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A screw gauge is an instrument that measures the diameter of thin objects like a wire. The name screw gauge is provided because it is most commonly used to measure the diameters of wire which in turn are governed by the standard numbers that are called the standard wire gauge.

A screw gauge also measures the thickness of small sheets such as glass and plastic.

Since a screw gauge works on the principle of a micrometer, thatâ€™s why we call it the principle of a micrometer screw.

When accurately cut, a single threaded screw is placed inside a closely fitted nut and rotated. The two types of motions occur, one is circular and the other is a linear motion of the screw along its axis.

The distance moved by the screw in one complete rotation of the screw equals the distance between the two consecutive threads of the screw gauge. This distance is called â€˜Pitchâ€™ and it is always a constant value.

Since the linear motion (the small distances) made by the screw gauge is hard to be measured so these linear distances are amplified into larger distances by the rotational motion of the screw. These rotations are easily measurable. The screw gauge is constructed in a way that follows the principle of â€˜micrometer screw.â€™

Now, to measure the diameter of a given wire using a screw gauge, we need to know its structure.

In the above figure, we can see a U-shaped frame.

On the right side of this frame, we have a net that is called a sleeve. The readings on the sleeve measure the linear distance moved by the screw; this scale is called the â€˜linear scaleâ€™ or the â€˜pitch scaleâ€™.

If 15 mm is written on the U-frame, it means there are 15 divisions on the sleeve.

On the left side of the U-shape, there is a metal projection called â€˜studâ€™. When this screw is moved forward, the stud and the screw together hold the wire or a sheet firmly.

The screw is attached to a milled head with a sloping edge that rotates over the sleeve; the sloping edge is called the circular or a head scale.

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Now, letâ€™s study the two terms used to find diameter of wire using screw gauge:

Determine the Linear scale division (number of visible and undiscovered divisions).

Find and record the pitch and L.C. of the screw gauge.

Record the zero error, if thereâ€™s any, otherwise, keep it nill.

Let â€˜mâ€™ = number of divisions of the circular scale lying on the reference line.Â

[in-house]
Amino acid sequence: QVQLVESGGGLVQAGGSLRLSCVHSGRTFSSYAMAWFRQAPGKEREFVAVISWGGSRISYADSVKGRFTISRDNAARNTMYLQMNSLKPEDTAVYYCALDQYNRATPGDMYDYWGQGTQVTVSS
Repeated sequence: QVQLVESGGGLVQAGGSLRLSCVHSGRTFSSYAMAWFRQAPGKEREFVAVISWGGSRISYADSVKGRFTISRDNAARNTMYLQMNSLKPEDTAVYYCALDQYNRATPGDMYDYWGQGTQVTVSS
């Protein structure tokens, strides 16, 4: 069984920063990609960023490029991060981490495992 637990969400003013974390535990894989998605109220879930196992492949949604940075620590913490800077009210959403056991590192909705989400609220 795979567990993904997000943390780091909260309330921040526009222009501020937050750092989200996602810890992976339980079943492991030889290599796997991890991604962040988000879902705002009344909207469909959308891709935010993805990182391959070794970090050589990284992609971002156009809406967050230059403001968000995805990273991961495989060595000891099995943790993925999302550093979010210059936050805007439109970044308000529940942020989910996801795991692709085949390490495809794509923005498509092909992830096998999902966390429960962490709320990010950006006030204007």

Firstly, we will find the direction of the wire in a perpendicular direction, we rotate the wire to 90Â°.

Now, we will rotate the wire in different directions. We will repeat the above steps 6 times and note the total reading and the zero error.

We will take the average of different values of diameters.

Now, we will take a half-length ruler to ascertain the length of the wire. Repeat this step four times and record our observations.

\[\text{Pitch } - \frac{\text{linear distance moved by the screw}}{\text{One rotation of the screw}}\]

We can determine the pitch by rotating the circular scale to reach the zero mark on the reference line. In this way, we note down the pitch scale reading.

To Determine the Diameter of A Wire By Screw Gauge

Firstly, we count the number of divisions on the linear scale on a place completely uncovered by the cap. Letâ€™s suppose that we got the reading as 4.0 mm as a linear scale reading.

Now, we rotate the screw 3 times till the zero mark of the head scale reaches the reference line, it means one rotation is complete.

After four rotations, we note the reading and it comes out 6.0 mm. We got the linear distance mode as: Â 7.0 mm -Â 4.0 mmÂ = 3.0 mm.

So, the pitch can be calculated as:

\[= \frac{\text{linear distance moved by the screw}}{\text{One rotation of the screw}} = \frac{3mm}{3}\] = 1 mm

So, the pitch of the screw is 1 mm or 0.1 cm.

So, the distance moved by the screw in one complete rotation of the circular cap is 1 mm.

Least Count of the Screw Gauge

A circular cap has 100 divisions, if the cap moves one division, then the distance moved is 1/100 of the pitch, which is the least count of the screw gauge.

So, the formula for the least count is:

\[L.C. = \frac{\text{Pitch}}{\text{No. of divisions in a circular/head scale}} = \frac{1}{100}\] = 0.01 mm or 0.001 cm.

Zero error reading:

Â â€¦â€¦ mm

â€¦â€¦..mm

â€¦â€¦..mm

Mean zero errorâ€¦â€¦.mm.

Table for the diameter of wire using screw gauge:Â

FAQ (Frequently Asked Questions)

Question 1: How do Errors Occur?

Answer: Because of the manufacturing defect of the screw gauge, the wear and tear of the screw threads lead to increasing gaps; these irregular gaps may lead to zero and backlash errors.

Question 2: What are the Zero Errors?

Answer: Due to the manufacturing defect in the screw gauge, when the screw completely touches the fixed dead and zero of the circular scale doesnâ€™t coincide with the reference line. The type of error that occurs is the zero error.

Question 3: What is a Backlash Error?

Answer: When we rotate the ratchet, we find a certain lag in the linear movement of this screw that is indicated by the jerky movement of the screw.

In certain cases, on rotating the ratchet, the screw doesnâ€™t move immediately in the opposite direction, instead, it rotates in the reverse direction which happens due to improper alignment in threads (rise in gaps in threads) so the type of error that occurs is the backlash error.

Question 4: State the Sources of Error in a Screw Gauge.

Answer:Â

Friction in the screw gauge.

Zero or a backlash error.

Improper divisions on the circular scale.

Non-uniformity in the measuring wire.